Boise State will go into one of the most interesting offseasons in college football as a winner.
For the third straight year, Boise State won the Maaco Bowl Las Vegas. A field goal in the final minutes wrapped up a 28-26 win against a Washington team that was talented enough to beat Stanford and Oregon State this season.
Boise State finished 11-2, and it seemed like a ho-hum season. That kind of sustained success is why the Broncos are a major key to the ongoing realignment negotiations, and why Boise State's next move will be a huge story in the college football landscape.
While the Broncos were playing in a bowl game, a lot of the conversation about them on Twitter had nothing to do with what was happening on the field. An ESPN.com story brought to light a new angle to the Broncos' realignment saga: Boise State wants to hold onto its television rights for home games and is waiting to see if the Mountain West or Big East will agree to those terms. As ESPN.com writer Brett McMurphy pointed out in his report, an arrangement in which a school in a conference keeps and can sell its television rights is unprecedented. If the Big East or Mountain West goes along with that, it might have long-term effects on future deals between schools and conferences. Boise State, which said it will join the Big East but has been in contact with the Mountain West about remaining in that league, can have the boldness to ask for that because it has a long track record of success and is a valuable commodity in the realignment game. Boise State's decision will be critical in determining the long-term viability of two conferences.
“If the future’s in the Big East, it’s in the Big East. If it’s in the MWC, it’s in the MWC," Petersen said after the game, according to Bryan Fischer of Pac-12 digital.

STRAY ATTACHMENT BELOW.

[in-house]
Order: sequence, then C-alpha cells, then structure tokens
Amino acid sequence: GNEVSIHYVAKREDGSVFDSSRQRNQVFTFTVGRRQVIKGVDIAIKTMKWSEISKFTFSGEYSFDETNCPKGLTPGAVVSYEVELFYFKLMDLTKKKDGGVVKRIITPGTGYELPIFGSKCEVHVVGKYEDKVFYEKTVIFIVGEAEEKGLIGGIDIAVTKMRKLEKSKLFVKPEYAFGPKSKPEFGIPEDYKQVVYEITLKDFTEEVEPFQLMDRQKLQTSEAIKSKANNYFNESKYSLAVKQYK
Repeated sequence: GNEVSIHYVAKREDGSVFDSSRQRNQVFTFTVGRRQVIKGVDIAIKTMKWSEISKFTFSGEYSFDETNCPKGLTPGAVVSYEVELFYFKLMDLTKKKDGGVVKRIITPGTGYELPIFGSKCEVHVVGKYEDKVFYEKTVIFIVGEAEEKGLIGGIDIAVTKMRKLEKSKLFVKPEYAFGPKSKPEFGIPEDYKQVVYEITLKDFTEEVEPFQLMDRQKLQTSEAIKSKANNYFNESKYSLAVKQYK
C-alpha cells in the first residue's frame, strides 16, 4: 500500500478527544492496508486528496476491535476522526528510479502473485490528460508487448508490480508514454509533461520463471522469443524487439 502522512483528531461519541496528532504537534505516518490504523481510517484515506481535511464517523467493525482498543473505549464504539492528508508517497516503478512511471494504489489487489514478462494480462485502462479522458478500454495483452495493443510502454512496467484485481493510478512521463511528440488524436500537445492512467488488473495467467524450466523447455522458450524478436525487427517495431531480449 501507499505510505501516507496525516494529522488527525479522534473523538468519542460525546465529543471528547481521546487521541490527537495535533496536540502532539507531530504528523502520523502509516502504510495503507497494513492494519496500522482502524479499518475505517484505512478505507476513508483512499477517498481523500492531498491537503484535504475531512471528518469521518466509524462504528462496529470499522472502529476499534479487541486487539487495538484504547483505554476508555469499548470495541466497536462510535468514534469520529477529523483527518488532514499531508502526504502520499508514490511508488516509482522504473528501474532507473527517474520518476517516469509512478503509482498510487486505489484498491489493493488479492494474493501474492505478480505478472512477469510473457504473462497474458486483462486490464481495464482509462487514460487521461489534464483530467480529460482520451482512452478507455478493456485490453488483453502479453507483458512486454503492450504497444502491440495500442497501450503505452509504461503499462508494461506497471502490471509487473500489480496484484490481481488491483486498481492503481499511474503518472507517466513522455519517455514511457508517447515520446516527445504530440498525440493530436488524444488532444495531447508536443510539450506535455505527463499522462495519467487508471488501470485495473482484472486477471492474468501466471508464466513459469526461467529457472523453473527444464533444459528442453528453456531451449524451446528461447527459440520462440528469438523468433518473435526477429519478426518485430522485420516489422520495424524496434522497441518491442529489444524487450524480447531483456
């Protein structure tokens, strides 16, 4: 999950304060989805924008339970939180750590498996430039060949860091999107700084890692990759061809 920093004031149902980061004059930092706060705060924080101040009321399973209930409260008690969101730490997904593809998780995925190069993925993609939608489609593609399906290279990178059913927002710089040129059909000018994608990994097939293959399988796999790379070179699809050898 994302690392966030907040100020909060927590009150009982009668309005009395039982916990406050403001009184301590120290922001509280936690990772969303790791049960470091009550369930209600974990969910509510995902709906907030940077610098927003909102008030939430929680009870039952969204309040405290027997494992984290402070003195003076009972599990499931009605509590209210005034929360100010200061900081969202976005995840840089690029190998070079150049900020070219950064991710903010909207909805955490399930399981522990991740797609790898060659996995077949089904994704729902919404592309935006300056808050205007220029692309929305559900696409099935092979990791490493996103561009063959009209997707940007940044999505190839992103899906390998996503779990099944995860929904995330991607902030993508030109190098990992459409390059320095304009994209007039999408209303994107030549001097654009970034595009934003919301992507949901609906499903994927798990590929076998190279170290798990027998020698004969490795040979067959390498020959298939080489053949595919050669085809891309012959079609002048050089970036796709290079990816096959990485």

Of course, the other major part of the Broncos' crazy offseason will be if the biggest piece of the program, coach Chris Petersen, would be interested in the Oregon job if Chip Kelly leaves. That potential move has been bandied about for a long time - though not by Petersen, who doesn't discuss job possibilities - and Kelly will be a hot candidate for NFL jobs. That has the potential to be another massive story surrounding Boise State, because if Petersen ever leaves that would be a huge blow to the program. But, there are many steps to go through before conference affiliation or Petersen's future are even a realistic discussions, so that gives the school at least one night to celebrate another nice bowl win.
Boise State was in a little trouble in Saturday's game after Washington took a 26-25 lead with less than five minutes left. The Huskies started dancing on the sideline for some odd reason (literally, they were dancing, check it out here) and Boise returned the next kickoff 47 yards. So much for that dancing. Quarterback Joe Southwick calmly led a drive inside the Washington 20. The drive that included a weird sequence in which Southwick sneaked up the middle on fourth and 1, appeared to be short based on ESPN's yellow first-down line but was given a first down by the officials without even a measurement. Boise State, on third and 10 with less than two minutes left, ran up the middle to set up a field goal, which had to be terrifying given the program's problems in the kicking game.
As Chadd Cripe of the Idaho Statesman pointed out, Michael Frisina's 34-yard field goal earlier in the game against Washington was the longest made field goal for Boise State since Nov. 19, 2010 - an absolutely flabbergasting statistic. It's amazing, for how good the Broncos recruit, that they can't find a kicker.
But Frisina had no problems as he hit the 27-yarder to give the Broncos the lead. Boise State intercepted Washington quarterback Keith Price with 14 seconds left for the final piece of the win. That wasted a great performance by Washington running back Bishop Sankey, who rushed for a Huskies bowl record 205 yards and had another 74 yards receiving against a very good Broncos defense.
Boise State's win finished another very strong season for the Broncos. By the next time we see Boise State play, the school will have to make some very important decisions about its football future.
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